Some additional books and book chapters are in the library reserve room. In addition, you will be given materials in class from each system vendor that will supplement the documentation found in the Temple Court lab and/or found on each system's web page. Many more search tips and techniques can be found regularly in issues of Online, E-Content (formerly Database), Information Today and Searcher magazines. In addition to print, you can access web versions of Online and E-Content at http://www.onlineinc.com and Searcher and Information Today at http://www.infotoday.com and in ASCII full text on NEXIS and in DIALOG's file 148, Trade & Industry Database.

Course Schedule

SESSION 1: August 25
Topics:
Introduction
What is environmental scanning?
What is issues management?
Online System:
Lexis-Nexis
Readings:
Choo, Chapter 4, first half (pages 71-82)
Robert L. Heath, "A Foundation of Community: Issues Management As an Organizational and Academic Discipline," pp. 1-37 in: Strategic Issues Management. Thousand Oaks, CA: Sage Publicatons, 1997.

SESSION 2: September 1
Topic/Online System:
Lexis-Nexis training by Lexis-Nexis representative
Readings:
Bates, "LEXIS-NEXIS"

SESSION 3: September 8
Topics:
Overview of online sources, systems, and services
External vs. internal sources of information
The Oil spot model
Online System:
Lexis-Nexis
Readings:
Bates, "Foreword" and "Introduction"
William L. Renfro, Chapter 5: "Key Stages of The Issues Management Process," pp. 67-92, in: Issues Management in Strategic Planning. Westport, CT: Quorum Books, 1993.
Due:
Lab #1

SESSION 4: September 15
Topics:
The Intelligent Organization
Groups formed for final research project
Online System:
LEXIS/NEXIS
Readings:
Choo, Chapter 1
Renfro, Chapter 1: "Issues Management: the Need," pp. 5-24.
Due:
Lab #2

SESSION 5: September 22
Topics:
Understanding information needs
Understanding information use
Groups select type of organization for final project
Online Systems:
LEXIS/NEXIS and DIALOG
Readings:
Choo, Chapter 2
Bates, "DIALOG"
Renfro, Chapter 3: "The Link to Strategic Planning," pp 57-61.
Due:
Groups turn in the name of their organization

SESSION 6: September 29
Topics:
Understanding information needs and use (continued)
Online System:
DIALOG
Readings:
Sugar, William. "User-Centered perspective of Information Retrieval Research and Analysis Methods." In: Martha E. Williams, ed. Annual Review of Information Science and Technology. Vol. 30, pg. 77-109. Published for the American Society of Information Science by Learned Information, Inc., 1995.
Allen, Bryce L. "Cognitive Research in Information Science," In: Martha E. Williams, ed. Annual Review of Information Science and Technology. Vol. 26, pg. 3-37. Published for the American Society of Information Science by Learned Information, Inc., 1991.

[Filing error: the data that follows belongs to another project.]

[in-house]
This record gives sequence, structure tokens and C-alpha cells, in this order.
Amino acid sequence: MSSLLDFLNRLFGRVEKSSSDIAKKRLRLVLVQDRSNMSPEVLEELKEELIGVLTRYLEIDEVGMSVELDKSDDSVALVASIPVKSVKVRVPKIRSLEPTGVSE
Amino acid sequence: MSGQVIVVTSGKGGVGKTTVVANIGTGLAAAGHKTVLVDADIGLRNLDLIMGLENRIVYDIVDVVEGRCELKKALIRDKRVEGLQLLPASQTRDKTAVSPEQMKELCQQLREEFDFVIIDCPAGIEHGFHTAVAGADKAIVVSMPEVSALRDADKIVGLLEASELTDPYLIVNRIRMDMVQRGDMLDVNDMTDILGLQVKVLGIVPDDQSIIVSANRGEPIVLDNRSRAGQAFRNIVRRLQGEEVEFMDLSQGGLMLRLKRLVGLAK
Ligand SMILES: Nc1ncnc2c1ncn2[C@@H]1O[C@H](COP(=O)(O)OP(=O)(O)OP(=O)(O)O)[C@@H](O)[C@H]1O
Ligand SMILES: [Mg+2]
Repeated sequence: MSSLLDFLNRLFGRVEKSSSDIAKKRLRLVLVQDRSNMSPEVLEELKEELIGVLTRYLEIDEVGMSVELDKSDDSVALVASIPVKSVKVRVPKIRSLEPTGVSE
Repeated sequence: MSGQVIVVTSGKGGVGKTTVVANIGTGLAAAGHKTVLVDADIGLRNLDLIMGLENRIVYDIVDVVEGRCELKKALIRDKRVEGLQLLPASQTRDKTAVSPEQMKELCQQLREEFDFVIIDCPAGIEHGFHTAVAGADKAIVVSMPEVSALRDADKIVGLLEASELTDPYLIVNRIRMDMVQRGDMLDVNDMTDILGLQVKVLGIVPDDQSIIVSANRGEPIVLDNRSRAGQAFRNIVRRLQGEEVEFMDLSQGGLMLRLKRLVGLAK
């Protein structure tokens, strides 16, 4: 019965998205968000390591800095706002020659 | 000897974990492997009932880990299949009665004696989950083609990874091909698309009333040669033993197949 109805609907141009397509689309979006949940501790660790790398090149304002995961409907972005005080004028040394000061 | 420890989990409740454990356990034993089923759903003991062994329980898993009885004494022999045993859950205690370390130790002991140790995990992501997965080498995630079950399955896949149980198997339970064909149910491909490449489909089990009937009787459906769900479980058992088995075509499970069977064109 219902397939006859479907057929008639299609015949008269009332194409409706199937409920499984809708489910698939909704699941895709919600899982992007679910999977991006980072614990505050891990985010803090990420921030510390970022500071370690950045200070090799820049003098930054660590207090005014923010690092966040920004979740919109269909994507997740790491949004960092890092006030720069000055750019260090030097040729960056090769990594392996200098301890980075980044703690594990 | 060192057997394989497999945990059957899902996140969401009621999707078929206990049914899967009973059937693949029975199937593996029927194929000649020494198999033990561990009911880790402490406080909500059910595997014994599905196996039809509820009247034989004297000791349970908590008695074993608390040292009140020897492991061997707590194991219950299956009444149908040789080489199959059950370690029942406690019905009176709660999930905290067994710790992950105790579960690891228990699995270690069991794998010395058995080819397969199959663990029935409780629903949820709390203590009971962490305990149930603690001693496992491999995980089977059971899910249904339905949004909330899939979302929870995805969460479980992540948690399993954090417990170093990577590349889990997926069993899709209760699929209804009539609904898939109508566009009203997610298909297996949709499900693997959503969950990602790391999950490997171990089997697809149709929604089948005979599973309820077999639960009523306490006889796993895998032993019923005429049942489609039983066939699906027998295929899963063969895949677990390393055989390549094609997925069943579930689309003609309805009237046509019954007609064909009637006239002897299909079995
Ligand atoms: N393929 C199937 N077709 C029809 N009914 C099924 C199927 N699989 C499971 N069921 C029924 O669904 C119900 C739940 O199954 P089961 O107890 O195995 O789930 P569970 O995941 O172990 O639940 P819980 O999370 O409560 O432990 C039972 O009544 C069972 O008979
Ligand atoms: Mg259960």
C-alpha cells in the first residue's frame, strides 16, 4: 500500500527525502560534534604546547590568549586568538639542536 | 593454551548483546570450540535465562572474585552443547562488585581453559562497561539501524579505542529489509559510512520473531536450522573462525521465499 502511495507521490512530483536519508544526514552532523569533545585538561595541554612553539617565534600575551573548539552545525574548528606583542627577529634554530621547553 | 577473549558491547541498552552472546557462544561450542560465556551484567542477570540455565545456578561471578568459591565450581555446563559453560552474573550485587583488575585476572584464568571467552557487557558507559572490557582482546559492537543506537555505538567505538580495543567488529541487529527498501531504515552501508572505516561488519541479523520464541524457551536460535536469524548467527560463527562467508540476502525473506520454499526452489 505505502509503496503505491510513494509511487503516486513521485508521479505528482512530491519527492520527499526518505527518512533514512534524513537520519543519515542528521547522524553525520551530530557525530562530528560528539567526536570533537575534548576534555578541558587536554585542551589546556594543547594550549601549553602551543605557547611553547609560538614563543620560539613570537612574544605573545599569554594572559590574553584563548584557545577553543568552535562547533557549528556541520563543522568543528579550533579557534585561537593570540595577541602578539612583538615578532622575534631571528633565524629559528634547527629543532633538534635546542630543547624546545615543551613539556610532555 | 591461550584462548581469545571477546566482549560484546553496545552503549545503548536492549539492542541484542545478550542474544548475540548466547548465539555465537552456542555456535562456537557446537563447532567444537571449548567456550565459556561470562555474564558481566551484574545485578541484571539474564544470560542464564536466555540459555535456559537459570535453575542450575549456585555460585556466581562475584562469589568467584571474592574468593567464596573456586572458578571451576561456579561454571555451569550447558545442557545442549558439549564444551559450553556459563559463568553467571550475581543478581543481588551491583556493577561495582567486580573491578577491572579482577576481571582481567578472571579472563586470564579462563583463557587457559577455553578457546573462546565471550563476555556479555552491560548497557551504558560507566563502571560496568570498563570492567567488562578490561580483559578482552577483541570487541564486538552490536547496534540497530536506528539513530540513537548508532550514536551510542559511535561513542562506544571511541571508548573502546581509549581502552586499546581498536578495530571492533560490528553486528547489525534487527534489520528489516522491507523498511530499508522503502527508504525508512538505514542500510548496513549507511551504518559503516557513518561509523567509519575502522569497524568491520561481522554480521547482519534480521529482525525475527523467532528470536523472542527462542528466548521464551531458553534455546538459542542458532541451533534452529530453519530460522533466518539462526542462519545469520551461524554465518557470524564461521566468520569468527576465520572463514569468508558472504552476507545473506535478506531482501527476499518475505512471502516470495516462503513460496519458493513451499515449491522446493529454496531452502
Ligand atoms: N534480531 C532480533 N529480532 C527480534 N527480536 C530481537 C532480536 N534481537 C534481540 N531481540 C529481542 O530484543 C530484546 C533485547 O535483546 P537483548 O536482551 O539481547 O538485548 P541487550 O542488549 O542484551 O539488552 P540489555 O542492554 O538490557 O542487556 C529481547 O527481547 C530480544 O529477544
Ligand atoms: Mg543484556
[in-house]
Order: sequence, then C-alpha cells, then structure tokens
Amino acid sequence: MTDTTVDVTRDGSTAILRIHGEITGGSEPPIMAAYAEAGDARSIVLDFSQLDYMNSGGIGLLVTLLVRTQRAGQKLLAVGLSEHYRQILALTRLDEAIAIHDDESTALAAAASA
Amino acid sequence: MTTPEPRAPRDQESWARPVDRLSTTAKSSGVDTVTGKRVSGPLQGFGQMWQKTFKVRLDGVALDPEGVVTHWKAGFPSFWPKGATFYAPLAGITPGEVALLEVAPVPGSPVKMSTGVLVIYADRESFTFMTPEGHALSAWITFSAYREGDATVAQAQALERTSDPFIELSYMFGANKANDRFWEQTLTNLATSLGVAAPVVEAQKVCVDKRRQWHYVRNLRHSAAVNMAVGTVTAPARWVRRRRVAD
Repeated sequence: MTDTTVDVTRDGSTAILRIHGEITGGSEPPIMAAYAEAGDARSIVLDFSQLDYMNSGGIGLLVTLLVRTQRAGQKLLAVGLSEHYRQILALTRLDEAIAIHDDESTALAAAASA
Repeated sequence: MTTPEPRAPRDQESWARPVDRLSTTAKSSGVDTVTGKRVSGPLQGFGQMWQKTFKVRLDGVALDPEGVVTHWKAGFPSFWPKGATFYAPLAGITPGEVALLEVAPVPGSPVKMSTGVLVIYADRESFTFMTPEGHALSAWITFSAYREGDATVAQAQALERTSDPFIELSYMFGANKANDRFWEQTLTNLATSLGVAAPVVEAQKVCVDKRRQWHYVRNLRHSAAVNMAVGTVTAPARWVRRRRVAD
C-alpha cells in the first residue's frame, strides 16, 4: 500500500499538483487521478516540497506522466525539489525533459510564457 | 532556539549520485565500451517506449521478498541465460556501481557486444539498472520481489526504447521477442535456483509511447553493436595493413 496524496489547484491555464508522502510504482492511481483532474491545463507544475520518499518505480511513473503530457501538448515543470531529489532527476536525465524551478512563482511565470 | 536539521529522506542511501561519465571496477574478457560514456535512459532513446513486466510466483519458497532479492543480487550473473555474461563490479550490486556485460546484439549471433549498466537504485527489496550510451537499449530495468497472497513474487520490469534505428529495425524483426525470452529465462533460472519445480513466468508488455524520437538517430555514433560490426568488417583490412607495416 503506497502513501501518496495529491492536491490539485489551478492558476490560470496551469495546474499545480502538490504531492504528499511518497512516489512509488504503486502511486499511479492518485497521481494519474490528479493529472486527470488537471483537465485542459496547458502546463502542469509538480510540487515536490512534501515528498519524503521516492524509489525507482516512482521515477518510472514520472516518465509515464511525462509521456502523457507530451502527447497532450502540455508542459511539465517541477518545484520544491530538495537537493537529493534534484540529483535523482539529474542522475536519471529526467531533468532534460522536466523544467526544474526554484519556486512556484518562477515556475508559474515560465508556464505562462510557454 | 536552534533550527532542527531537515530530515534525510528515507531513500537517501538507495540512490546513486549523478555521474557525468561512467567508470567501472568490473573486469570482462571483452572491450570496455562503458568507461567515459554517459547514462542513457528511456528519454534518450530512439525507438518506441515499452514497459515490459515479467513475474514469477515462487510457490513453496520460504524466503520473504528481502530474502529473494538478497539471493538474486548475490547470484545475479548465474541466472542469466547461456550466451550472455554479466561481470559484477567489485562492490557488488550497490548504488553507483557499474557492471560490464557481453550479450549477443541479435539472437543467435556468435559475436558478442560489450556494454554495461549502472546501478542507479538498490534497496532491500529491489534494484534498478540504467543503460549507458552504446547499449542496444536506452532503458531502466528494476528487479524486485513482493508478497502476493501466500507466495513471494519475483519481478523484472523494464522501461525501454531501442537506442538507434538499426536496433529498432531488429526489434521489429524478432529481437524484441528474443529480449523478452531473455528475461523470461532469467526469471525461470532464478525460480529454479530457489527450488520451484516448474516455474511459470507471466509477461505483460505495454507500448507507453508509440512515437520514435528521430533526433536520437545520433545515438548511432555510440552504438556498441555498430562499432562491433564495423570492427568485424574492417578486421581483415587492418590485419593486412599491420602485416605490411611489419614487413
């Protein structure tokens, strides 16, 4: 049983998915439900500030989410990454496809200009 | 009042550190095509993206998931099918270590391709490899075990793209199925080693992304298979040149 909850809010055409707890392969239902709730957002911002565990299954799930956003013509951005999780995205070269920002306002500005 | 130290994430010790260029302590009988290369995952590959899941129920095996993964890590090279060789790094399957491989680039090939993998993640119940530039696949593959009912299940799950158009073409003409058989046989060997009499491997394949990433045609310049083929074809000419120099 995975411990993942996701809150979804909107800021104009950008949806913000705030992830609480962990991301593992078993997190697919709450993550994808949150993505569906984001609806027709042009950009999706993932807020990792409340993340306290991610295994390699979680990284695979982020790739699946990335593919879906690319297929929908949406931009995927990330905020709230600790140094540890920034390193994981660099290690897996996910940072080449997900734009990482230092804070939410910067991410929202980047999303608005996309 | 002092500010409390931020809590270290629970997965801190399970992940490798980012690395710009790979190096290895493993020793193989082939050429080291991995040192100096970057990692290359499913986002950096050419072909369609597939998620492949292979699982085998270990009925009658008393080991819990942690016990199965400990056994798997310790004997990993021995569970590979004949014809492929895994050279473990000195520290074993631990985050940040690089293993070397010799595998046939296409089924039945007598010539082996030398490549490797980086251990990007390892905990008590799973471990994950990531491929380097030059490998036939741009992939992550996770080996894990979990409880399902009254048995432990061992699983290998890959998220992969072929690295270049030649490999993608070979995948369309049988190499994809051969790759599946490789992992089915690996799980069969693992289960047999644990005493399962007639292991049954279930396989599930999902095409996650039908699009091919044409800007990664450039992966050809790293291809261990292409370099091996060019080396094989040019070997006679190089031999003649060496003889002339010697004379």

Renfro, Chapter 6: "Purposes and Missions," pp. 93-100.
Due:
Lab #3

SESSION 7: October 6
Topics:
Managers as information users
How managers use information
Online System:
DIALOG
Readings:
Choo, Chapter 3.
Renfro, Chapter 7, "Building an Issues Management Function: First Steps," pp. 103-120.
Katzer, Jeffrey and Patricia Fletcher. "The Information Environment of Managers," In: Martha E. Williams, ed. Annual Review of Information Science and Technology. Vol. 27, pg. 227-263. Published for the American Society of Information Science by Learned Information, Inc., 1992.
"Extroverts or Introverts II: A Litmus Test for Strategic Planners." The Futures Group, Inc., August 1998. http://www.tfg.com/pubs/extroverts_ii.html
Due:
Lab #4

SESSION 8: October 13
MID-TERM EXAMINATION
SESSION 9: October 20
Topics:
Dow Jones Interactive training by Dow Jones representative
Online System:
Dow Jones Interactive
Readings:
Bates, "Dow Jones News/Retrieval" (note: the old name)
Due:
Lab #5

SESSION 9: October 27
Topics:
Environmental Scanning and issues management applied
Online System:
Dow Jones Interactive
Readings:
Choo, Chapter 4, pp. 82-104
Heath, Chapter 2
Due:
Preliminary rough draft of project

SESSION 10: November 3
Topics:
Environmental Scanning Applications
Online System:
Dow Jones Interactive
Readings:
Choo, Chapter 5
Culbertson, Hugh M., et al. Social, Political and Economic Contexts in Public Relations: Theory and Cases. Hillsdale, NJ: Lawrence Erlbaum Associates, 1993.
Select one of the following cases to read for class discussion:
Chapter 7, "Police in America: Catching Bad Guys and Doing Much, Much More," pp. 123-151.
Chapter 12, "David and Goliath Coexist: The Story of Osteopathic Public Relations," pp. 227-269.
Due:
Lab #6

SESSION 11: November 10
Topics:
Selecting Sources
Introduction to DataStar
Online System:
DataStar
Readings:
Choo, Chapter 6
Kight, Leila K. "How to Predict Companies' Future Actions--A Three-Part Series," Bulletin of the American Society for Information Science 23 (October/November 1996): 14-21.
Bates, "Choosing the Right Database" and "DataStar"
Due:
Lab #7